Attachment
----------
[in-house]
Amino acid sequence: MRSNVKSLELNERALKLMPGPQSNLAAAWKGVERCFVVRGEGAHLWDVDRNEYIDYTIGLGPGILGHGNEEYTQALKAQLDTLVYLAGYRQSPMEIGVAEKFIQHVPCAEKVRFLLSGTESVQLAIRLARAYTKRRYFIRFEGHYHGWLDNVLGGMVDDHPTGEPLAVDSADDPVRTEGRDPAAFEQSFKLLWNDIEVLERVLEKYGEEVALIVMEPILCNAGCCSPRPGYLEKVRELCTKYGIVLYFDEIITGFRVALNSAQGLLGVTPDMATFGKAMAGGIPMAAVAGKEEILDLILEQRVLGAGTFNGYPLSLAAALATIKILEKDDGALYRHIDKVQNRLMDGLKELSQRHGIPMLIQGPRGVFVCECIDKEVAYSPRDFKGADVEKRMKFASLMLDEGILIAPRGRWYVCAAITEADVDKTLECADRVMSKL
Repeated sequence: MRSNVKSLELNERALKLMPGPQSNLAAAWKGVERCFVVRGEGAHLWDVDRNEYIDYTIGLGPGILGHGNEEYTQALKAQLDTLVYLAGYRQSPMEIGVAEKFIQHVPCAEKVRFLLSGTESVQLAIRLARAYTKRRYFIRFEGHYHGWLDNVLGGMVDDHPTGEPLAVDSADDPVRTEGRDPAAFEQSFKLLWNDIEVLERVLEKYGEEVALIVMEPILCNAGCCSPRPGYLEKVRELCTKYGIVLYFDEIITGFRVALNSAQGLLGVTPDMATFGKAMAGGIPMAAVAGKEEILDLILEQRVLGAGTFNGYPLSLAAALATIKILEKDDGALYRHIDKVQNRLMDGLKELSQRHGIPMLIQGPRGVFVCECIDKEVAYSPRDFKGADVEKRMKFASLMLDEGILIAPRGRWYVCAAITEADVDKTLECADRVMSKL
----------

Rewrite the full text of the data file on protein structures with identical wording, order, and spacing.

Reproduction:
[in-house]
Amino acid sequence: MRSNVKSLELNERALKLMPGPQSNLAAAWKGVERCFVVRGEGAHLWDVDRNEYIDYTIGLGPGILGHGNEEYTQALKAQLDTLVYLAGYRQSPMEIGVAEKFIQHVPCAEKVRFLLSGTESVQLAIRLARAYTKRRYFIRFEGHYHGWLDNVLGGMVDDHPTGEPLAVDSADDPVRTEGRDPAAFEQSFKLLWNDIEVLERVLEKYGEEVALIVMEPILCNAGCCSPRPGYLEKVRELCTKYGIVLYFDEIITGFRVALNSAQGLLGVTPDMATFGKAMAGGIPMAAVAGKEEILDLILEQRVLGAGTFNGYPLSLAAALATIKILEKDDGALYRHIDKVQNRLMDGLKELSQRHGIPMLIQGPRGVFVCECIDKEVAYSPRDFKGADVEKRMKFASLMLDEGILIAPRGRWYVCAAITEADVDKTLECADRVMSKL
Repeated sequence: MRSNVKSLELNERALKLMPGPQSNLAAAWKGVERCFVVRGEGAHLWDVDRNEYIDYTIGLGPGILGHGNEEYTQALKAQLDTLVYLAGYRQSPMEIGVAEKFIQHVPCAEKVRFLLSGTESVQLAIRLARAYTKRRYFIRFEGHYHGWLDNVLGGMVDDHPTGEPLAVDSADDPVRTEGRDPAAFEQSFKLLWNDIEVLERVLEKYGEEVALIVMEPILCNAGCCSPRPGYLEKVRELCTKYGIVLYFDEIITGFRVALNSAQGLLGVTPDMATFGKAMAGGIPMAAVAGKEEILDLILEQRVLGAGTFNGYPLSLAAALATIKILEKDDGALYRHIDKVQNRLMDGLKELSQRHGIPMLIQGPRGVFVCECIDKEVAYSPRDFKGADVEKRMKFASLMLDEGILIAPRGRWYVCAAITEADVDKTLECADRVMSKL